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Seeking review of OSHA’s modified HazCom standard intro is “much ado about nothing”

By Brandi O. Brown, J.D.

Finding the American Tort Reform Association’s petition for review of OSHA’s modification of an introductory paragraph when it amended the substantive hazard communication (HazCom) standard as “much ado about nothing,” the D.C. Circuit found the challenge not ripe for review. Both sides acknowledged that OSHA lacked legal authority to determine the preemptive effect of the Occupational Safety and Health Act, and OSHA conceded that it never meant to suggest otherwise when it amended paragraph (a)(2) of HazCom. At most, the paragraph was an interpretative statement advising the public of the agency’s interpretation; accordingly, it was not subject to notice and comment rulemaking under the administrative procedures act and not subject to judicial review (American Tort Reform Association v OSHA, December 27, 2013, Edwards, H).

In March 2012, OSHA issued a final rule amending the substantive requirements of the HazCom standard, which establishes labeling requirements for chemicals used in the workplace. OSHA also modified paragraph (a)(2), an introductory paragraph that describes the preemptive scope of HazCom. Although several commentators had urged OSHA to modify paragraph (a)(2) to state that the standard preempted state tort actions based on inadequate labeling, OSHA declined those invitations, explaining that HazCom did not preempt state tort failure-to-warn lawsuits. OSHA made it clear that the Occupational Safety and Health Act preserved, rather than preempted, state tort law. So, along with the final rule amending the standard, OSHA modified paragraph (a)(2) to reflect the agency’s view that the standard preempts state legislative and regulatory requirements, but not state tort claims.

ATRA filed a petition for review, advancing two claims: (1) that the disputed modifications to the paragraph exceeded OSHA’s delegated authority under the OSH Act and (2) that no modifications could be made to the paragraph without notice and comment rulemaking under the Administrative Procedures Act (APA).

OSHA’s authority. At the outset, the appeals court noted the parties’ agreement that OSHA has no legal authority to determine the preemptive effect of the OSH Act. Following the U.S. Supreme Court’s 2003 decision in Nat’l Park Hospitality Ass’n v Dep’t of Interior, the appeals court noted that when an agency issues an interpretative rule or statement with respect to a matter that it is not empowered to decide, that statement merely informs the public of the agency’s views, and controversies over such statements typically cannot result in a justiciable dispute.

Such was the case here. First, OSHA did not have legal authority to decide this matter under the OSH Act. Paragraph (a)(2) was not substantive because it pertained to a matter that OSHA had no legal authority to decide under the Act; the paragraph was nothing more than a guideline. The fact that it was published in the Federal Register and Code of Federal Regulations was not dispositive under National Park Service Ass’n. Nor was ATRA’s claim bolstered by the fact that a state court relied on the paragraph language to hold that HazCom did not preempt a state failure-to-warn tort. The state court was not obligated to follow it or to find that the agency’s view was legally binding. Moreover, the paragraph reflected OSHA’s understanding of the Act based on judicial interpretations of the Act; consequently, it was not a legislative rule promulgated by the agency.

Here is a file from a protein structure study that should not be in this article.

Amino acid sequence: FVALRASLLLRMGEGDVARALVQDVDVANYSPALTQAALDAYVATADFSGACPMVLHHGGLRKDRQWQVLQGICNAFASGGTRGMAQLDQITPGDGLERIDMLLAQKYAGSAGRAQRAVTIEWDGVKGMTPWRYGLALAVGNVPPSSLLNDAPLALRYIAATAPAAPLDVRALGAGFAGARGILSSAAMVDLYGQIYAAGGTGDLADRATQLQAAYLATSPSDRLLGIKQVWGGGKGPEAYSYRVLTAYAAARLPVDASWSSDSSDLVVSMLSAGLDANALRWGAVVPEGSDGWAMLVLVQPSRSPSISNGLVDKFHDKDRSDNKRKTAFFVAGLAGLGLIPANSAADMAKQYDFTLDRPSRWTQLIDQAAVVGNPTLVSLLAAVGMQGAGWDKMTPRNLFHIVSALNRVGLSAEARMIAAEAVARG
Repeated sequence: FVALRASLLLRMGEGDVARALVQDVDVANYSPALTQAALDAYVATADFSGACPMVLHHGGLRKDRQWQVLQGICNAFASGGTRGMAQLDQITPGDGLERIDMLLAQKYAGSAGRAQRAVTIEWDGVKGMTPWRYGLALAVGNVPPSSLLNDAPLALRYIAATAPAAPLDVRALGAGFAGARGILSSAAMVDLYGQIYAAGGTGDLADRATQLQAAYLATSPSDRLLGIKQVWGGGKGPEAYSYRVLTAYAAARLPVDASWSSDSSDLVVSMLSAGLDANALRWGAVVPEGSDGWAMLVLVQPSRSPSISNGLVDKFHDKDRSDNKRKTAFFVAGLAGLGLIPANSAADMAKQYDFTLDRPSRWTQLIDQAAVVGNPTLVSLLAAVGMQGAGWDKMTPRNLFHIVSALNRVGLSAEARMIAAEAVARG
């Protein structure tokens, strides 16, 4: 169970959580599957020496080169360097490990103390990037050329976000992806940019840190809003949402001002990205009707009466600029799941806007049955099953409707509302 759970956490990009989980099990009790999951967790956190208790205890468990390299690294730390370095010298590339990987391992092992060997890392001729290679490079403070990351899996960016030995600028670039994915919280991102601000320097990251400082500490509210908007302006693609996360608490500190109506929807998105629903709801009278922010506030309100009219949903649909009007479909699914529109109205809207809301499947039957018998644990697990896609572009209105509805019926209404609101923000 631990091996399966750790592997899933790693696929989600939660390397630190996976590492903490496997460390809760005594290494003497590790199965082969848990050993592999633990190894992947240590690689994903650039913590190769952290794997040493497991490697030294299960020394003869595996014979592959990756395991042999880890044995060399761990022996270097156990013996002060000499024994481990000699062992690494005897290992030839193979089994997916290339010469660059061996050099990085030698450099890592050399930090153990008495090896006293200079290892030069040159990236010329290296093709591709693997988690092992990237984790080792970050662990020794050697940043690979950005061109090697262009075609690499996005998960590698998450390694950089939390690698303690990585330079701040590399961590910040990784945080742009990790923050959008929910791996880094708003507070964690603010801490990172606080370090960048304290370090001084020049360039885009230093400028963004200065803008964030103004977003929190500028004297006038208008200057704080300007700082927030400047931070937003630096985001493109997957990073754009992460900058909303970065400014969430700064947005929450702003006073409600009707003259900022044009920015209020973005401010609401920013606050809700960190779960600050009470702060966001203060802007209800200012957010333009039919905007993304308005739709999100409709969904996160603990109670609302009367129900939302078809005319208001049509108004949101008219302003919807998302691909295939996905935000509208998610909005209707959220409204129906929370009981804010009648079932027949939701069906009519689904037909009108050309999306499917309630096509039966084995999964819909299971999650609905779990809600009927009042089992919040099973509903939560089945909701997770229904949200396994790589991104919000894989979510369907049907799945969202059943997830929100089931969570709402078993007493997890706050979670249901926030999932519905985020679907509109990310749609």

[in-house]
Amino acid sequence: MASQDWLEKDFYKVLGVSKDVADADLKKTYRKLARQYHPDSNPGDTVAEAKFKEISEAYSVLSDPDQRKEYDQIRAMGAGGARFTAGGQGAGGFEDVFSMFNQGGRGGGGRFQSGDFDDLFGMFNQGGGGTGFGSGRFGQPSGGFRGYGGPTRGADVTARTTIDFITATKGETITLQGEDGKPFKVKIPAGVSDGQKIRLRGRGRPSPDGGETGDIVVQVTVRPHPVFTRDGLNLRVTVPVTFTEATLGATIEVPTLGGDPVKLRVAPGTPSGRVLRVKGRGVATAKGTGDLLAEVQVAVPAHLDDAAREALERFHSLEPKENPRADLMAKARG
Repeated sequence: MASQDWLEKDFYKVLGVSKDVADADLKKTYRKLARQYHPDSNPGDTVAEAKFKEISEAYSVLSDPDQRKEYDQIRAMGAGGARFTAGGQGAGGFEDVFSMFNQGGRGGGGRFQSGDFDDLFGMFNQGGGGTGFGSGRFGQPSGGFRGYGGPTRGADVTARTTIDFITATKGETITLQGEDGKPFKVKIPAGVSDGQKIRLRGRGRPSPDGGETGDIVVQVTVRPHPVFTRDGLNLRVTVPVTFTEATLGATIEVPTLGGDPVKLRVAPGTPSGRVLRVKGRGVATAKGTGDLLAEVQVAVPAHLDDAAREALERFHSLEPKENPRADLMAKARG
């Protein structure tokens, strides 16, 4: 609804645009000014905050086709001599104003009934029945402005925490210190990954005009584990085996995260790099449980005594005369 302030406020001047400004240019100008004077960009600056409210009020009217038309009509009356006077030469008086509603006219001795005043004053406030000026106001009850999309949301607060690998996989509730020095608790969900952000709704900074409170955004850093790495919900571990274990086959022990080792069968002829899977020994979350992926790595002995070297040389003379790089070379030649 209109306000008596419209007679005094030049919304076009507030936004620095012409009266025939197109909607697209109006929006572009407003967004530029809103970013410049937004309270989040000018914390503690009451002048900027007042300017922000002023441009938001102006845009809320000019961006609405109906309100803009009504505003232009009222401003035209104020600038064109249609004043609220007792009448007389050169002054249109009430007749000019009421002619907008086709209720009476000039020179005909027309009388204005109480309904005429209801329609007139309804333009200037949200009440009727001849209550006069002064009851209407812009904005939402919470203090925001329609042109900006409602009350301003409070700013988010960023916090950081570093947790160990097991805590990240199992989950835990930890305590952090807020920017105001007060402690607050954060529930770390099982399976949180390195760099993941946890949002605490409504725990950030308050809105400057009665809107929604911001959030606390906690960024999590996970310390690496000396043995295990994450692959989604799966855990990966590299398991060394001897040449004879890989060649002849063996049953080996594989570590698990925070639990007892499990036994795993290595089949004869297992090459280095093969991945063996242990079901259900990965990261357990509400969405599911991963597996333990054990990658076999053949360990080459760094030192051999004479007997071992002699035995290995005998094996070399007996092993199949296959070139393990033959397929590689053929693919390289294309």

Judicial review; notice and comment. Interpretative rules are not subject to judicial review. Authority from the D.C. Circuit that labeling a rule as a statement or guideline would not necessarily prevent review – where it was really a rule – was not applicable in this case. OSHA had clearly offered the paragraph as a guideline, not as a legislative rule. Nor had OSHA offered the paragraph in support of its position in any pending actions. The modification to paragraph (a)(2) also was not subject to notice and comment rulemaking under the APA. OSHA did not have authority to promulgate a rule with the force of law on the preemptive effect of the OSH Act, and it never meant for this paragraph to have that effect. Therefore, the agency was not required to apply notice and comment rulemaking before making the modification.

Ripeness. Finally, ATRA’s claim that the substance of the paragraph exceeded the preemptive scope of the OSH Act did not present a case or controversy ripe for judicial review, the appeals court noted. The paragraph does not carry the force of law because OSHA lacks legal authority to render dispositive decisions on preemption. The paragraph also was not subject to the requirements of notice and comment rulemaking nor judicial review. Nor had OSHA purported to rely on it in support of an agency action in a concrete case. Therefore, the challenge was not ripe for review. ATRA also would not suffer legally cognizable hardship from this result—an agency’s interpretative guideline does not have adverse legal effects. The court found it too speculative whether the problem presented would ever need solving and ATRA’s hardship too insubstantial.